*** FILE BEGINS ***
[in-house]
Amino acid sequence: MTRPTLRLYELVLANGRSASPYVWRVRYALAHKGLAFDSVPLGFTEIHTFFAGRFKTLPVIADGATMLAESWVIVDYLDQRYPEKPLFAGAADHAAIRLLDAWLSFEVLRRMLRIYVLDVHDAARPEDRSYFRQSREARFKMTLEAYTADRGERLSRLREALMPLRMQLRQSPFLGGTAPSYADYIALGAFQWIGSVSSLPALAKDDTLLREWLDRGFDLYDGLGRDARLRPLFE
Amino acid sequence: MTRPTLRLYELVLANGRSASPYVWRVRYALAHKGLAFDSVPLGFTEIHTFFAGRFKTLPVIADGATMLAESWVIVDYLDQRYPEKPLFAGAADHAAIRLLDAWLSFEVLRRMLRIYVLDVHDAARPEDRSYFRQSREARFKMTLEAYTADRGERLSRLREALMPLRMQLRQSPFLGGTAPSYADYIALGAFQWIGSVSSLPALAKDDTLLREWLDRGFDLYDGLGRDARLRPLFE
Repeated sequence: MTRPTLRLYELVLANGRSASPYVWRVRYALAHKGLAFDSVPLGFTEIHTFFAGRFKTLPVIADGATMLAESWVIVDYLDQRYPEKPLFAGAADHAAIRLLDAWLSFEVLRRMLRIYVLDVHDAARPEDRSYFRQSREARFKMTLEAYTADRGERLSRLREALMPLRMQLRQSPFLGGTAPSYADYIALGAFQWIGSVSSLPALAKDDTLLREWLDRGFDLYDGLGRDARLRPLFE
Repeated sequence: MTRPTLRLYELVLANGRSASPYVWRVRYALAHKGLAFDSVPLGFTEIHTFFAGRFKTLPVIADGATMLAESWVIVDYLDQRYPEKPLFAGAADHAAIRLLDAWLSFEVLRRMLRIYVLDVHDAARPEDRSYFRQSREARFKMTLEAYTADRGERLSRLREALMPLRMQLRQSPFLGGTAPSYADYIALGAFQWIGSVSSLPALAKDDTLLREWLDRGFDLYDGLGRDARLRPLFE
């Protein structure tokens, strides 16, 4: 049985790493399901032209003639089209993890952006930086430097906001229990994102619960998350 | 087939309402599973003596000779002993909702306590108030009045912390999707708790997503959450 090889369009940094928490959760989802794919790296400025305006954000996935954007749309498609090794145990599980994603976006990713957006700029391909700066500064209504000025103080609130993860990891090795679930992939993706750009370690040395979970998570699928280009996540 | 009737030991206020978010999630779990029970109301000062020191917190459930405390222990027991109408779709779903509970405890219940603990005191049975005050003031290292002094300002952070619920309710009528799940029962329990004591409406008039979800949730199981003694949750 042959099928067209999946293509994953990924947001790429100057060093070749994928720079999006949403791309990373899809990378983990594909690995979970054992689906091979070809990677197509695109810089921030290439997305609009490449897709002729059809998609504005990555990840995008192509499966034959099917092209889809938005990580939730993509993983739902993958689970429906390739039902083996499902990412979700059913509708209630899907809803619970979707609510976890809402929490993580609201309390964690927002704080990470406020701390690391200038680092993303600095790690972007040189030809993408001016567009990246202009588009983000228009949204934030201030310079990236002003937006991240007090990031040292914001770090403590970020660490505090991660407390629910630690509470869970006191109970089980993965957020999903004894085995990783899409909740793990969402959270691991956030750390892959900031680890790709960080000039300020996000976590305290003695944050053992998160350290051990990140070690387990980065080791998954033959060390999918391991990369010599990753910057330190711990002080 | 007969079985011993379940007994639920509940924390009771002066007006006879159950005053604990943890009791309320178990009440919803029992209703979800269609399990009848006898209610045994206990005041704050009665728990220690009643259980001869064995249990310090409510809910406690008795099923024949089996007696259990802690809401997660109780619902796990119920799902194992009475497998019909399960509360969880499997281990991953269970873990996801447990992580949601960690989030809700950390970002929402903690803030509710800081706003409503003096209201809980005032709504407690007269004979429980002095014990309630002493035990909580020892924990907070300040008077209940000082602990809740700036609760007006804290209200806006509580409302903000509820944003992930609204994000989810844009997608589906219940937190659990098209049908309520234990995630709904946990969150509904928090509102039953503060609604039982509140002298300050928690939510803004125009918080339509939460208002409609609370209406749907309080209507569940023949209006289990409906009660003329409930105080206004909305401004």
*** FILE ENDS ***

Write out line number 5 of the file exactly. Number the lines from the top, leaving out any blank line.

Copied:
Repeated sequence: MTRPTLRLYELVLANGRSASPYVWRVRYALAHKGLAFDSVPLGFTEIHTFFAGRFKTLPVIADGATMLAESWVIVDYLDQRYPEKPLFAGAADHAAIRLLDAWLSFEVLRRMLRIYVLDVHDAARPEDRSYFRQSREARFKMTLEAYTADRGERLSRLREALMPLRMQLRQSPFLGGTAPSYADYIALGAFQWIGSVSSLPALAKDDTLLREWLDRGFDLYDGLGRDARLRPLFE